History of the WAC
The WAC provides its student-athletes the chance to travel to scenic destinations and gain exposure in some of the nation’s most diverse markets and largest metropolitan cities. In addition, the WAC’s student-athletes work to achieve the highest levels of success with the academic support of their respective institutions.
The WAC has experienced tremendous success over the years. In men’s basketball, the WAC has sent at least two teams to the NCAA Tournament in 24 of the past 29 seasons. In baseball, the WAC has boasted two national champions since 2003. In women’s basketball, the conference has had at least two teams qualify for the NCAA Tournament 10 times in 22 seasons, with a record five teams in 1998. The WAC also sent teams to three BCS football bowl games since 2006.
In 2013-14, the WAC will create a new digital network to give fans streaming internet access to many of its regular season games and postseason championships including volleyball, soccer, swimming and diving, basketball, softball and baseball.
The WAC's history traces back to July 27, 1962, when the original six-team league of Arizona, Arizona State, Brigham Young, New Mexico, Utah and Wyoming began competition.
The first championship was held in November 1962, when Arizona won the men’s cross country title and New Mexico followed with the first WAC football title. Arizona finished second in the NCAA College World Series and, less than three years later, Arizona State claimed the league’s first NCAA title when the Sun Devils won the College World Series trophy. Fresno State was the last WAC school to earn an NCAA team title when it won the College World Series in 2008.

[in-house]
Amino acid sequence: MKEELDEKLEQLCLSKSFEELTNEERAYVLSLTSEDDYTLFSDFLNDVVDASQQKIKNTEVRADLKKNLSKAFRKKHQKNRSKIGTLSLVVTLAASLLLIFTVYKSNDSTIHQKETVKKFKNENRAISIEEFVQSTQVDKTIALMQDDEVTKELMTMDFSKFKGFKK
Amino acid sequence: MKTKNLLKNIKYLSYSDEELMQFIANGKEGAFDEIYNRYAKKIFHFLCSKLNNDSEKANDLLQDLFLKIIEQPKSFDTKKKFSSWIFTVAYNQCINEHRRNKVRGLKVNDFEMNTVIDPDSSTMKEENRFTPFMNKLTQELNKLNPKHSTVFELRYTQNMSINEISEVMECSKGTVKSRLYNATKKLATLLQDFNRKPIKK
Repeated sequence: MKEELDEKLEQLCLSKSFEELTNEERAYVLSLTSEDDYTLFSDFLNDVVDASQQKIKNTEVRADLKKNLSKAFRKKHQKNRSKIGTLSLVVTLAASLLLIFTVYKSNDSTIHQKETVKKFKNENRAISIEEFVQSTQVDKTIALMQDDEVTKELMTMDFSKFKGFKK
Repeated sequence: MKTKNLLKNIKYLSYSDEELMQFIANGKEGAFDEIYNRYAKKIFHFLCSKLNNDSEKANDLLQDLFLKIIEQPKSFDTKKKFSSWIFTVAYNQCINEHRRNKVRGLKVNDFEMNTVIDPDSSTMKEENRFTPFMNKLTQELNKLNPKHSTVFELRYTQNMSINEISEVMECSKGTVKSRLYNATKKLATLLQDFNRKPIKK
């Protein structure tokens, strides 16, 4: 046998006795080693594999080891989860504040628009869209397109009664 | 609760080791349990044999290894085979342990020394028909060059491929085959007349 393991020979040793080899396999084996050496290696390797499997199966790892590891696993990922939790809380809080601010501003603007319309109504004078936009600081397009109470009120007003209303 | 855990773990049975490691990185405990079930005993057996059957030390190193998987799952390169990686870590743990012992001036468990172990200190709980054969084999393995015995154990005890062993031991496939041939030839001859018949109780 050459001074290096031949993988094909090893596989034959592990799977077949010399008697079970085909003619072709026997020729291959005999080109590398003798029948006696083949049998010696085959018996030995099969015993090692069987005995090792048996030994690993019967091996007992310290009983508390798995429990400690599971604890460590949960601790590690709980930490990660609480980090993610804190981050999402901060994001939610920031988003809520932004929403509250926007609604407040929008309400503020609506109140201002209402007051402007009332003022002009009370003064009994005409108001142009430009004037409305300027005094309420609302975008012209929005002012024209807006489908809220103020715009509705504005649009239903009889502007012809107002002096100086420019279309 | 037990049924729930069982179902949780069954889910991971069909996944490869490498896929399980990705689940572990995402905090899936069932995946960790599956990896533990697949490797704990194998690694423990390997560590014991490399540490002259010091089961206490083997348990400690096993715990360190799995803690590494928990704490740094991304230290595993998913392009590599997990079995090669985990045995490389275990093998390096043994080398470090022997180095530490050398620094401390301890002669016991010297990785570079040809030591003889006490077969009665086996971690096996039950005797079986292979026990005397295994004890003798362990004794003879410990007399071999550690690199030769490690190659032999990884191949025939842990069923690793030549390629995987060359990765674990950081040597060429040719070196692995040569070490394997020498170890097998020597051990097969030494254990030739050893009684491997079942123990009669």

Since 1962, several changes have occurred. UTEP and Colorado State became members in September 1967, while Arizona and Arizona State withdrew on June 30, 1978. The WAC then added San Diego State (1978), Hawai‘i (1979) and Air Force (1980). Before 1990, the WAC sponsored championships only in men’s sports. However, a merger with the High Country Athletic Conference formed a single conference under one administrative structure, and the 1990-91 athletic year was the first in which both men and women competed under the WAC name. Fresno State was added in 1992, and then in 1996, the women’s programs from Air Force and Hawai‘i along with six new schools (UNLV, Rice, San Jose State, SMU, TCU and Tulsa) came into the WAC. Air Force, Brigham Young, Colorado State, UNLV, New Mexico, San Diego State, Utah and Wyoming withdrew on June 30, 1999. Nevada (2000), Boise State (2001) and Louisiana Tech (2001) were added while TCU withdrew following the 2000-01 season. In 2005, Idaho, New Mexico State and Utah State joined the WAC after Rice, SMU, UTEP and Tulsa withdrew. Boise State withdrew prior to the 2011-12 season. In 2012, the WAC added Denver, Seattle U, UT Arlington, UTSA and Texas State. The current membership began on July 1, 2013 when the WAC added Bakersfield, Chicago State, Grand Canyon, Kansas City, UTPA and Utah Valley to join Idaho, New Mexico State and Seattle U. The new institutions replace withdrawing members, Denver, Louisiana Tech, San Jose State, Utah State, UT Arlington, UTSA and Texas State.
The WAC has had just six commissioners in its history. Paul Brechler was named the first leader of the conference and held the position from 1962-1968. He was followed by Wiles Hallock (1968-71), Stan Bates (1971-80), Dr. Joe Kearney (1980-94), Karl Benson (1994-2012) and current commissioner Jeff Hurd (2012-present).
Presently, the WAC crowns team and individual champions in 19 sports – nine men’s and 10 women’s. For the men, there are championships in baseball, basketball, cross country, golf, soccer, swimming and diving, tennis, indoor track and field and outdoor track and field. Championships for women are held in basketball, cross country, golf, soccer, softball, swimming and diving, tennis, indoor track and field, outdoor track and field and volleyball.
The WAC office has been located in the Denver area since the conference’s inception with the exception of a two-year stay in Phoenix from 1964-66.